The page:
Budding writer

The young daughter of a friend is trying her hand at writing, and has asked for advice. I admire her approach—she just sat down one day and started writing a fantasy fiction tale aimed at the teenage reader. That takes courage, something we tend to lose as we get older and more experienced in how the world works. I've been a technical writer for 20+ years now, supporting various companies with product documentation. I've written software manuals, but my first love is hardware… I love getting my hands dirty and figuring out exactly how to take things apart and put them back together. And I love working with the mechanics and techs, the guys who do the building and testing and the day-to-day work in the shop. But I'm not a fiction writer... not yet, anyway.

Tracey is looking for clues on how to actually get a work of fiction published, as she's quickly getting to the end of her tale, and is anxious to figure out how to get her book out there. She's found that there's a ton of information on the Internet, but it's a tangled forest of often-conflicting information, and she'd rather talk to people who have been there. I've not attempted to publish anything I've written, outside of my professional work, but have researched the subject. I hope my advice will help her come up with a plan.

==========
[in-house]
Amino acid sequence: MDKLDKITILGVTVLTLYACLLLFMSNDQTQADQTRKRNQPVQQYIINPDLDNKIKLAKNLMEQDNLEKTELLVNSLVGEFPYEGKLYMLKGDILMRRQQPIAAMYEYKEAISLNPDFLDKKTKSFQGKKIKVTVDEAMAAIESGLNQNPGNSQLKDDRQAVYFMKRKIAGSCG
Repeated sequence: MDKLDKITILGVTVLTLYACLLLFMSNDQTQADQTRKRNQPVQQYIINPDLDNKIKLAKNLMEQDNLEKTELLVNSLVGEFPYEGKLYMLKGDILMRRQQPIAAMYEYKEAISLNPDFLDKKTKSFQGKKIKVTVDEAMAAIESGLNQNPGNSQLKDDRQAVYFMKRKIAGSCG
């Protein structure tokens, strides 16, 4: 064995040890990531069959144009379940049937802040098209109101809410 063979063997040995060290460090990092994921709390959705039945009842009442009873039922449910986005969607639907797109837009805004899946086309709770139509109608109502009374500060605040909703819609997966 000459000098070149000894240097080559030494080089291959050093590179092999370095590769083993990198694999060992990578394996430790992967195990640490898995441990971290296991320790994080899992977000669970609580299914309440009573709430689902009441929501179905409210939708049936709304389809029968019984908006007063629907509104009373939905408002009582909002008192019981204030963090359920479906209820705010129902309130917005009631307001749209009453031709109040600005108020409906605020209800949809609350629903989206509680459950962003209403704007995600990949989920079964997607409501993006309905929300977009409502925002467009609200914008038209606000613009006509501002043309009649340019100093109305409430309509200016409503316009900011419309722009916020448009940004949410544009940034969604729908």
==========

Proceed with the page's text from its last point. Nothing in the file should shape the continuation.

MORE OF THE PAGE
She's also writing a blog, which showcases her crochet design work. This girl is talented! She loves animation of any kind, and can look at a cartoon character and figure out how to create it in yarn. Never having mastered crocheting (sewing and quilting are more my speed), I think her work is very impressive. You can check it out here:  http://mostlynerdycrochet.blogspot.com/


Limoncello party

For the first time in about a decade, we actually went to a New Year's Eve party last night. Our friends, Jim & Julie, invited an assortment of friends and family to come over and make Limoncello, an Italian liqueur made (essentially) from Everclear, lemon peels (with no pith), and sugar.

Dave got kudos for making long, narrow strips of peel, and everyone loved the truly antique zesting tool that I brought. It's part of a set of zesting & juicing tools I got free from Sunkist, probably around 1979. This little zester can score the fruit and peel off the skin, and was the perfect tool for scraping any remaining pith from the lemon strips. Karen loved it so much, she was on her smart phone halfway through the zesting process, trying to find one on eBay.

Our reward for helping with all the zesting was a tasting of last year's effort, which was wonderful. We'll be coming back in a few weeks for a bottling party, and will get our own bottle to take home!

Thanks, Jim & Julie... we had a great time!